8. Martin Browning & Pierre-Andre Chiappori, 1994. "Efficient Intra-Household Allocations: a General Characterization and Empirical Tests," Department of Economics Working Papers 1994-02, McMaster University.
  9. Viscusi, W. Kip, 1985. "A Bayesian perspective on biases in risk perception," Economics Letters, Elsevier, vol. 17(1-2), pages 59-62.
  10. Gary S. Becker & Kevin M. Murphy, 1986. "A Theory of Rational Addiction," University of Chicago - George G. Stigler Center for Study of Economy and State 41, Chicago - Center for Study of Economy and State.
  11. Smith, V. Kerry & Taylor, Donald H., Jr. & Sloan, Frank A. & Johnson, F. Reed & Desvousges, William H., 2000. "Do Smokers Respond to Health Shocks?," Working Papers 00-08, Duke University, Department of Economics.
  12. W. Kip Viscusi & Joni Hersch, 2001. "Cigarette Smokers As Job Risk Takers," The Review of Economics and Statistics, MIT Press, vol. 83(2), pages 269-280, May.
  13. Grossman, Michael, 1972. "On the Concept of Health Capital and the Demand for Health," Journal of Political Economy, University of Chicago Press, vol. 80(2), pages 223-55, March-Apr.
  14. Chiappori, Pierre-Andre, 1988. "Rational Household Labor Supply," Econometrica, Econometric Society, vol. 56(1), pages 63-90, January.
  15. Arellano, Manuel & Bond, Stephen, 1991. "Some Tests of Specification for Panel Data: Monte Carlo Evidence and an Application to Employment Equations," Review of Economic Studies, Wiley Blackwell, vol. 58(2), pages 277-97, April.
  16. W. Kip Viscusi & Jahn Hakes, 2003. "Risk ratings that do not measure probabilities," Journal of Risk Research, Taylor & Francis Journals, vol. 6(1), pages 23-43, January.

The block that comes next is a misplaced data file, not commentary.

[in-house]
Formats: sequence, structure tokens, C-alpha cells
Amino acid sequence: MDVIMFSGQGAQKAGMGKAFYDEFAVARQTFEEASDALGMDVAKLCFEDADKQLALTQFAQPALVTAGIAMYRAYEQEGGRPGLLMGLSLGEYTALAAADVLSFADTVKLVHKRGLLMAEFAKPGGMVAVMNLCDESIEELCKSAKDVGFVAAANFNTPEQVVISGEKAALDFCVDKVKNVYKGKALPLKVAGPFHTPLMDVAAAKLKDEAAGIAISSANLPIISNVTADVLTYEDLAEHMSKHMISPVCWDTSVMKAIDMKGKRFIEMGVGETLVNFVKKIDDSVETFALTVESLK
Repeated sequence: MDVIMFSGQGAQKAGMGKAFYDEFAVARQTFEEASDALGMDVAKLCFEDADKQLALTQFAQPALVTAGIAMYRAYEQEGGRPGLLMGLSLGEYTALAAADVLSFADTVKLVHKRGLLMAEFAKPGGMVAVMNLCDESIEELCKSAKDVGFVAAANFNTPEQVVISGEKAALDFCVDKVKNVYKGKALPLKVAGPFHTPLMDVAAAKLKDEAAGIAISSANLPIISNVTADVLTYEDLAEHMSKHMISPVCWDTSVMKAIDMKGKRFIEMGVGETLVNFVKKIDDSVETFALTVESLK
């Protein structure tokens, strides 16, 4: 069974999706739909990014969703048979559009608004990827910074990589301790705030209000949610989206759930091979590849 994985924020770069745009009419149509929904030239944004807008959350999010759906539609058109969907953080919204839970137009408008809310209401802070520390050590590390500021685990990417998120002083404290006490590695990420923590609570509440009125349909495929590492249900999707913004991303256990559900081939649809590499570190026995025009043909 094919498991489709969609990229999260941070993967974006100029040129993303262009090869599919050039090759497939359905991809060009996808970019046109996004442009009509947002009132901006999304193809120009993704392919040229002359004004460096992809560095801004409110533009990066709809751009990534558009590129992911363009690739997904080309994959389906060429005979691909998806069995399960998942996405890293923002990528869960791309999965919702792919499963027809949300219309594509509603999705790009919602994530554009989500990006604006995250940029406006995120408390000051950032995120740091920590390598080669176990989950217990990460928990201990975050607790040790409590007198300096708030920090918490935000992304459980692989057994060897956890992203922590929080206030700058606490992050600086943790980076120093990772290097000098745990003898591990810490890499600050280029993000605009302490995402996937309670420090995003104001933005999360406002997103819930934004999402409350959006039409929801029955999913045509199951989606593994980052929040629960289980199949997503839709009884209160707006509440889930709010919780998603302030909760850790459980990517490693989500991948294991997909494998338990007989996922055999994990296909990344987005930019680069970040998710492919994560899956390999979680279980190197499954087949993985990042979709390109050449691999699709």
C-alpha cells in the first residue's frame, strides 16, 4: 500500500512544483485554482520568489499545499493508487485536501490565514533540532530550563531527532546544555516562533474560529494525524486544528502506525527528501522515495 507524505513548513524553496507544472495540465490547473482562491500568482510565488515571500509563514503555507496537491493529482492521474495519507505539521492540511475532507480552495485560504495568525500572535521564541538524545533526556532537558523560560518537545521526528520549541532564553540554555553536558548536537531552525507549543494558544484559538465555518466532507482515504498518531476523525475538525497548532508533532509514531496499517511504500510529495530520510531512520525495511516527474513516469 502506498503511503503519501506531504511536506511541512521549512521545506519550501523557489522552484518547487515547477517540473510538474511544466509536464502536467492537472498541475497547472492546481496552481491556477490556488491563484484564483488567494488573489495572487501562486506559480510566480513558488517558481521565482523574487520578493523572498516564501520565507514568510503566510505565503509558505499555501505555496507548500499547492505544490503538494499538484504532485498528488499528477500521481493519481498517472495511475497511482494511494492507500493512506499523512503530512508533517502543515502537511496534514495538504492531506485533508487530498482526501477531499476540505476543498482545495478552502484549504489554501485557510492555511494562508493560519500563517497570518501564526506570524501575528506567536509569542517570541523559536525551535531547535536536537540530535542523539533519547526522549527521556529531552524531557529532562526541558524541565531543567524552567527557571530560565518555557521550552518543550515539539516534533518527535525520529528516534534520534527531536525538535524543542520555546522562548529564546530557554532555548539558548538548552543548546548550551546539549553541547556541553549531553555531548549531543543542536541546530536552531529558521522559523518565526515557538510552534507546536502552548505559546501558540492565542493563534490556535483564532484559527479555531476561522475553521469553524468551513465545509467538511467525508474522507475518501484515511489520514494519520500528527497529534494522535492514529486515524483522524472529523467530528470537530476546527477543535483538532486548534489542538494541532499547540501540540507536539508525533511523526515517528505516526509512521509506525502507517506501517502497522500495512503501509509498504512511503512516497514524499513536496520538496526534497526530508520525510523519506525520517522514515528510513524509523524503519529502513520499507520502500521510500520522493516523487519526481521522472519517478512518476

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Citations

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Cited by:
  1. Jérôme Adda, 2007. "Behavior towards health risks: An empirical study using the “Mad Cow” crisis as an experiment," Journal of Risk and Uncertainty, Springer, vol. 35(3), pages 285-305, December.
  2. Khwaja, Ahmed & Sloan, Frank & Chung, Sukyung, 2006. "Learning about individual risk and the decision to smoke," International Journal of Industrial Organization, Elsevier, vol. 24(4), pages 683-699, July.
  3. Mariana Conte Grand & Vanesa D´Elia, 2008. "Self-assessed health as a key determinant of lifestyles: An application to tobacco consumption in Argentina," CEMA Working Papers: Serie Documentos de Trabajo. 375, Universidad del CEMA.
  4. W. Viscusi & William Evans, 2006. "Behavioral Probabilities," Journal of Risk and Uncertainty, Springer, vol. 32(1), pages 5-15, January.
  5. Kerry Anne McGeary, 2013. "Spousal Effects in Smoking Cessation: Matching, Learning, or Bargaining?," NBER Working Papers 19274, National Bureau of Economic Research, Inc.
  6. Cai, Yongxia & Shaw, W. Douglass & Wu, Ximing, 2008. "Risk Perception and Altruistic Averting Behavior: Removing Arsenic in Drinking Water," 2008 Annual Meeting, July 27-29, 2008, Orlando, Florida 6149, American Agricultural Economics Association (New Name 2008: Agricultural and Applied Economics Association).